BBC says obtained full copy of post-Brexit trade deal



FILE PHOTO: A general view of The Houses of Parliament silhouetted, in London, Britain December 24, 2020. REUTERS/Hannah McKay

December 25, 2020

(Reuters) – The post-Brexit trade deal reached by the United Kingdom and the European Union goes beyond the EU’s so-called “Canada-style” trade accord, the BBC said on Friday, citing what it said was a full copy of the accord.

The 1,246-page document includes about 800 pages of annexes and footnotes, the BBC said https://bbc.in/3nRtXls, adding that the pages of legal text will determine every aspect of trade between the UK and the EU.

British Prime Minister Boris Johnson on Thursday had described the last-minute agreement as a “jumbo” free trade deal along the lines of that between the EU and Canada, and urged Britain to move on from the divisions caused by the 2016 Brexit referendum.

The BBC report added that at first look, the full post-Brexit text went beyond a so-called “Canada-style” deal.

One annex revealed a late compromise on electric cars, the BBC reported. The EU had sought to offer tariff-free access only to those British cars made mostly with European parts. That will now be phased in over six years, but is less generous than the UK had requested, the BBC said.

There is a clear commitment not to lower standards on the environment, workers’ rights and climate change from those that currently exist and mechanisms to enforce them, the BBC reported.

However, it added that there is also a mutual right to “rebalance” the agreement if there are “significant divergences” in the future capable of “impacting trade”.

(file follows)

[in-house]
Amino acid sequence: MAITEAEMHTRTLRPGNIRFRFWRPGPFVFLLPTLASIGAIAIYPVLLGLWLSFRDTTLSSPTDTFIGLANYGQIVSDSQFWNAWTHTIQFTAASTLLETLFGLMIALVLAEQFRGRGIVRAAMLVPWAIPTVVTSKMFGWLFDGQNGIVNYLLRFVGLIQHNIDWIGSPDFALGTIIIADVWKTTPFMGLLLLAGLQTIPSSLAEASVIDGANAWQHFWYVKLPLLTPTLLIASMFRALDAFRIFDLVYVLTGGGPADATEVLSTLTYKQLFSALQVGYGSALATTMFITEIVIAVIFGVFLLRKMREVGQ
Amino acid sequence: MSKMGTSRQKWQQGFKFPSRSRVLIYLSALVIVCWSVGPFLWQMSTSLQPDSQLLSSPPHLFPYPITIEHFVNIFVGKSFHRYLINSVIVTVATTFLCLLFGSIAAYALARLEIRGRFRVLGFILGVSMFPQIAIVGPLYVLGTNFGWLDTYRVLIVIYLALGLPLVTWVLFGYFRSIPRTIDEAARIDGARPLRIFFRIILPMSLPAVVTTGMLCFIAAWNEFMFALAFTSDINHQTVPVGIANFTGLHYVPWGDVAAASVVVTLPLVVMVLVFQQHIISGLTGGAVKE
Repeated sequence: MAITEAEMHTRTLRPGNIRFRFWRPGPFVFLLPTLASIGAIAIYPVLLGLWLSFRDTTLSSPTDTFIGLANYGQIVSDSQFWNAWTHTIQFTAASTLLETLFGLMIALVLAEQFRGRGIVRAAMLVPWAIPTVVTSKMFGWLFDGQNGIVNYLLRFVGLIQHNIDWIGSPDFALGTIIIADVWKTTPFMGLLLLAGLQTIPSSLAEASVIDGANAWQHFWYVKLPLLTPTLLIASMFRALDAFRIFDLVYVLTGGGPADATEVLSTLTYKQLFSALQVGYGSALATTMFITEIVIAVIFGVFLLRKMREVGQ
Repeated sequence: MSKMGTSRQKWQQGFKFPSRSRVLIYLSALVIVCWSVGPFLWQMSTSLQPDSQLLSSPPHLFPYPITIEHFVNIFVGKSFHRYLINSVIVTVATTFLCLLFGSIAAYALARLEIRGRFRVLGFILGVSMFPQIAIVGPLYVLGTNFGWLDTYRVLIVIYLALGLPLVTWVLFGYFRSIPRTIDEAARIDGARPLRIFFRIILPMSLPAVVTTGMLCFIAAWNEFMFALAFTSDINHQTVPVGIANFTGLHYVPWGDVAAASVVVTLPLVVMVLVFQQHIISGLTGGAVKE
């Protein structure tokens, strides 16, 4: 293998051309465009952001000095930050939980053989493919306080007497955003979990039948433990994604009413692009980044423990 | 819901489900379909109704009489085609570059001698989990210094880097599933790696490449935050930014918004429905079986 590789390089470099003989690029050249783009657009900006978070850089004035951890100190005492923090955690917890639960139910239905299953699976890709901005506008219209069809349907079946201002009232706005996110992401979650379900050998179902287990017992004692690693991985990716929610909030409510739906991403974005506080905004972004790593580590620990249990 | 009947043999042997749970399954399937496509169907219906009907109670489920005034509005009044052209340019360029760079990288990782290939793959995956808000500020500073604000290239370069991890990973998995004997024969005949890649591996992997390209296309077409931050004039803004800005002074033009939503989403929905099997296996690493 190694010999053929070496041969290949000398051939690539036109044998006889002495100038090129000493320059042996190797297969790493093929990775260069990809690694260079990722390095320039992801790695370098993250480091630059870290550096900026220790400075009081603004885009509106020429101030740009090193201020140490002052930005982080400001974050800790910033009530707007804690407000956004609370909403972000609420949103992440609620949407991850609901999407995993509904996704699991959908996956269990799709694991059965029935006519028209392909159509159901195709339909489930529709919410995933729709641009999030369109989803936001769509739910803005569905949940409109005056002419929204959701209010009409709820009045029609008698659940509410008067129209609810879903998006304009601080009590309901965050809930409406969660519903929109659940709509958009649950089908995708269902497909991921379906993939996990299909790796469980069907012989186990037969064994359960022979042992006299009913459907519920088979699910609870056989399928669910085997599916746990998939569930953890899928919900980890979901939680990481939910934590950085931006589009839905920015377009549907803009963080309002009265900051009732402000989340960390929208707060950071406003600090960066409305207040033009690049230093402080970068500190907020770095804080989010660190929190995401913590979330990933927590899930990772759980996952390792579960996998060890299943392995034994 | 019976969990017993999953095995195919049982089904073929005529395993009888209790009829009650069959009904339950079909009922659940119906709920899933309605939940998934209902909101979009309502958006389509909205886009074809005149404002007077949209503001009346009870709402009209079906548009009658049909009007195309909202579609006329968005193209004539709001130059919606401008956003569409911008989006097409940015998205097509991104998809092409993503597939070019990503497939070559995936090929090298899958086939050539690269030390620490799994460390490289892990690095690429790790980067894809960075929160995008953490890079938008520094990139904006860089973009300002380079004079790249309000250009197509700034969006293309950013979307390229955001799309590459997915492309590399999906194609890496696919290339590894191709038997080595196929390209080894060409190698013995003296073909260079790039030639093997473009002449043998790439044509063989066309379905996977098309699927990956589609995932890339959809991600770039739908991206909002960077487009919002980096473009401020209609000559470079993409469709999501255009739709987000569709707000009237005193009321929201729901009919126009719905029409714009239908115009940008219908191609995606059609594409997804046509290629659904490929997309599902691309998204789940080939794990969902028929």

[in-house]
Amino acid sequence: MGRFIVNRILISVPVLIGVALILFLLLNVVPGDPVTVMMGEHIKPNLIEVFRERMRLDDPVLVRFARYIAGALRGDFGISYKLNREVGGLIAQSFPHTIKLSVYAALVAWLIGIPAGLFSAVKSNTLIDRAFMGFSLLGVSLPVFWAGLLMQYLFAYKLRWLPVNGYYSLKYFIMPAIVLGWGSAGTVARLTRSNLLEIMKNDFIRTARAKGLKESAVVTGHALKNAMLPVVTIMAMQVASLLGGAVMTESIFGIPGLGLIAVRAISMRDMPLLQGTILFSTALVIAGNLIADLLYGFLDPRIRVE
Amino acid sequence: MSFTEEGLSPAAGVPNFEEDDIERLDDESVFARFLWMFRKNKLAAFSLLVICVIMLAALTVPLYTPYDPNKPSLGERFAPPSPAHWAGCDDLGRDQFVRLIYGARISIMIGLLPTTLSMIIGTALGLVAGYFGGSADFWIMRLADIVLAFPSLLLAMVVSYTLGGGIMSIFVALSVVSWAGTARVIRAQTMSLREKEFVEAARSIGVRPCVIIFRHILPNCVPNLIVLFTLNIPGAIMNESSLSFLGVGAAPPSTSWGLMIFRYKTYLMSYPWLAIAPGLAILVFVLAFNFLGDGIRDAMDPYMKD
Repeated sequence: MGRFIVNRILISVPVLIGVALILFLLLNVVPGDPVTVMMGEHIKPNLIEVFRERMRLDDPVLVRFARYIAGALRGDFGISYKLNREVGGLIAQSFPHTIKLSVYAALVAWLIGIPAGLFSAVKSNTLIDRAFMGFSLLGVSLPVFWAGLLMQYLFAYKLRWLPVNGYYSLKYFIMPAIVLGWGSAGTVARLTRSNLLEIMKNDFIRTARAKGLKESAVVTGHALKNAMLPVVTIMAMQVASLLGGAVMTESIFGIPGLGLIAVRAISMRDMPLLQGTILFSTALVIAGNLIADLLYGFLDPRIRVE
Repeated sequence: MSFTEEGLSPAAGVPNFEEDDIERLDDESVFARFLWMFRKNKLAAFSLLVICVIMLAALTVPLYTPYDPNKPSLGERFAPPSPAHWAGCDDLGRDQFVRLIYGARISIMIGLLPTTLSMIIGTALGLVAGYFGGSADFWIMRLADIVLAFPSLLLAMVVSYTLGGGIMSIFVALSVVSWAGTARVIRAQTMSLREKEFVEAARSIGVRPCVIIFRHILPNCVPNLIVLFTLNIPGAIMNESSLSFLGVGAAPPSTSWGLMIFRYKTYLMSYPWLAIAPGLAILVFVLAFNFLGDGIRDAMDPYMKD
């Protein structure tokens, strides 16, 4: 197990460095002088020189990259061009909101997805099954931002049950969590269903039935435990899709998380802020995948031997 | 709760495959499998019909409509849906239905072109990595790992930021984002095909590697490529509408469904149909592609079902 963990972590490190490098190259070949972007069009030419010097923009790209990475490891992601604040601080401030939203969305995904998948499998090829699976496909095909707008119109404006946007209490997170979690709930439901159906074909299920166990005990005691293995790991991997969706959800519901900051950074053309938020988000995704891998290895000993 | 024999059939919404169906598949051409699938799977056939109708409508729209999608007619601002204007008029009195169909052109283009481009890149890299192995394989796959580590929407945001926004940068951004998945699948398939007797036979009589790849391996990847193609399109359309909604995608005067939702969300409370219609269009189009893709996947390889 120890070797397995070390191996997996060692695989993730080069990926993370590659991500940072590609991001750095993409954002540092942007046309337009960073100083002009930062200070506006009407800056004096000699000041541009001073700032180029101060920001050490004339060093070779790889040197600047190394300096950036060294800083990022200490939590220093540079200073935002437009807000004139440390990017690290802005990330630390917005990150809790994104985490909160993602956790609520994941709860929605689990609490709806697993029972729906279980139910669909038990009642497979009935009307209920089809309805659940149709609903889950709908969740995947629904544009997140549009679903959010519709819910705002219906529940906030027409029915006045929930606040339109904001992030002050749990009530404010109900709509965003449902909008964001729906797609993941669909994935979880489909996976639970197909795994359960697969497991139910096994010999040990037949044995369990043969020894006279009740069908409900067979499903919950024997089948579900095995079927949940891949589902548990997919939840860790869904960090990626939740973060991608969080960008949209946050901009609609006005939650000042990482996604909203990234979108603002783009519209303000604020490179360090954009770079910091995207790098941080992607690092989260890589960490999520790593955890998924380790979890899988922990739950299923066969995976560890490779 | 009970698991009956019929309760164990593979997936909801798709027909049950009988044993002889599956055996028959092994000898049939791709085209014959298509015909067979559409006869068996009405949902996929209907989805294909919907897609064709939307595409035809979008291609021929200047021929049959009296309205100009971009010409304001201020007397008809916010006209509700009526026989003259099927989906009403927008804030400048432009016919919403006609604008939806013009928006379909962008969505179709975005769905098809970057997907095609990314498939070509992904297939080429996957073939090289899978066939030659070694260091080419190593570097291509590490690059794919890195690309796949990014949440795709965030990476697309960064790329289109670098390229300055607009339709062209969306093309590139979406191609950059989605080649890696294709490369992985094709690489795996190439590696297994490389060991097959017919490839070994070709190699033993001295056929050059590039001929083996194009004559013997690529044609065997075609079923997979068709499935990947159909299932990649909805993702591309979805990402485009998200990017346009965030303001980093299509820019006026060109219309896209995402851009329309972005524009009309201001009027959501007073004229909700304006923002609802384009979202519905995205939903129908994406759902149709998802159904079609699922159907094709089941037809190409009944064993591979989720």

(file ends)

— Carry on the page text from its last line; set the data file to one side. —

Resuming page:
Similarly, the restrictions compensation for unfair subsidies to companies “do not apply” in situations such as natural disasters, the BBC said. That will exempt the EU’s large current pandemic support package for aviation, aerospace, climate change and electric cars.

Britain clinched a narrow Brexit trade deal with the European Union on Thursday, just seven days before it exits one of the world’s biggest trading blocs.

The deal will preserve Britain’s zero-tariff and zero-quota access to the bloc’s single market of 450 million consumers, but will not prevent economic pain and disruption for the UK or for EU member states.

The UK formally left the EU on Jan. 31 but has since been in a transition period under which rules on trade, travel and business remained unchanged until the end of this year.

The British parliament will debate and vote on the deal on Dec. 30, just one day before the transition period lapses.

(Reporting by Kanishka Singh and Radhika Anilkumar in Bengaluru; Editing by Dan Grebler)





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FBI warns American voter registration data has been obtained by Iran, Russia



File – Director of National Intelligence John Ratcliffe is pictured. (AP Photo/ Andrew Harnik)

OAN Newsroom
UPDATED 8:50 AM PT – Thursday, October 22, 2020

Federal officials sent a warning about national security after the FBI said Iran and Russia obtained voter registration data and are using the information to interfere with the upcoming presidential election.

In a press conference Wednesday night, Director of National Intelligence John Ratcliffe and FBI Director Christopher Wray announced that voters were being intimidated in order to cause political unrest with their personal information later stolen.

“First we have confirmed that some voter registration information has been obtained by Iran and separately by Russia,” announced Ratcliffe. “This data can be used by foreign actors to attempt to communicate false information to registered voters that they hope will cause confusion, sow chaos and undermine your confidence in American democracy.”